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The Co-Citizens   By: (1869-1935)

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A Circuit Rider's Wife Eve's Second Husband The Recording Angel In Search of a Husband

[Illustration: "' Do you know what he means, Selah, sending for the oldest and fairest woman in Jordantown to meet him at this outrageous hour of the afternoon? '"]




Illustrated By Hanson Booth


Copyright, 1915, by DOUBLEDAY, PAGE & COMPANY


"Do you know what he means, Selah, sending for the oldest and ugliest, and the youngest and fairest woman in Jordantown to meet him at this outrageous hour of the afternoon?'" Frontispiece

"'I want to ask you a delicate question: where ish the ladies? I haven't sheen a woman in four hours!'" 42

"'You may be mayor of this town before you are thirty. A fat mayoress would never do'" 84

"'Bob! I'll make a confession to you. It's been horrid, from first to last. When we are married I want to sit at home and darn your socks you do wear holes in them, don't you?'" 216


When Sarah Hayden Mosely died, she did something. Most people do not. They cease to do. They are forgotten. The grass that springs above their dust is the one recurrent memory which the earth publishes of them long after the world has been eased of their presence, the fever of their prayers and hopes. It was the other way with this dim little old woman. During the whole of her life she had never done anything. She was one of those faint whispers of femininity who missed the ears of mankind and who faded into the sigh of widowhood without attracting the least attention. She was simply the "relic" of William J. Mosely, who at the time of his death was the richest man in Jordantown. And by the same token, after his death, Sarah became the richest woman. She had no children, no relatives. She was detached in every way, even from her own property, which was managed by the agent, Samuel Briggs, and was still known as the "William J. Mosely Estate." She attended divine service every Sunday morning, always wearing a black silk frock and a black bonnet tied under her sharp little chin, always sitting erect and alone in her pew, always staring straight in front of her, but not at the minister. Recalling this circumstance afterward, Mabel Acres said:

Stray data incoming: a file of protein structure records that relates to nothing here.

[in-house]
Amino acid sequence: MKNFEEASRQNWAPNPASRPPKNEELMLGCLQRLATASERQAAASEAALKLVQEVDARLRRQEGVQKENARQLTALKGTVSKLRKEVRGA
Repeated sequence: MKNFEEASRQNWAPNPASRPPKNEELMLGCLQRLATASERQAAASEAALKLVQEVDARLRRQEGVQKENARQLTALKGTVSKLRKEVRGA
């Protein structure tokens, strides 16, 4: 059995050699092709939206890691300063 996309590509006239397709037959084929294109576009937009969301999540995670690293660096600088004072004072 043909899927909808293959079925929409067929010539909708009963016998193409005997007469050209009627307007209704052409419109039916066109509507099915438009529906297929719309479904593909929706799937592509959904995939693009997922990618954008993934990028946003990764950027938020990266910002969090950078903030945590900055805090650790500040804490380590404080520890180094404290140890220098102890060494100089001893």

"She must have been thinking of that all the time, not of the sermon."

She paid one dollar a year to the Woman's Home and Foreign Missionary Society and twenty cents extra for "incidentals." She contributed five dollars each quarter toward the Reverend Paul Stacey's salary. And she never, under any circumstance, gave more, no matter how urgent the appeal. She was suspected of being a miser. There was nothing else of which she could be suspected. So far as any one knew in Jordantown, she permitted herself only one luxury: this was a canary bird, not yellow, but green. It was a very old bird, as canaries go. Somebody once said: "Old Sarah's making her canary last as long as possible!" Every night when she retired to her room, she took the cage in with her, hung it above her bed on a hook, and threw her petticoat over it to keep the bird quiet during the night.

On the morning of the 6th of April Mrs. Mosely did not appear at the usual hour, which was six o'clock. The maid waited breakfast until the toast was cold. Then she went to the door and knocked. No reply. She opened the door, and fell with a scream to the floor. Something soft and swift like wings brushed her face. She could not tell what it was. She saw nothing.

The gardener, hearing her cries, ran in. They both approached the bed. They beheld the face of their mistress looking like the yellowed dead petals of a rose, wrinkled, withered, awfully still on the pillow... Continue reading book >>

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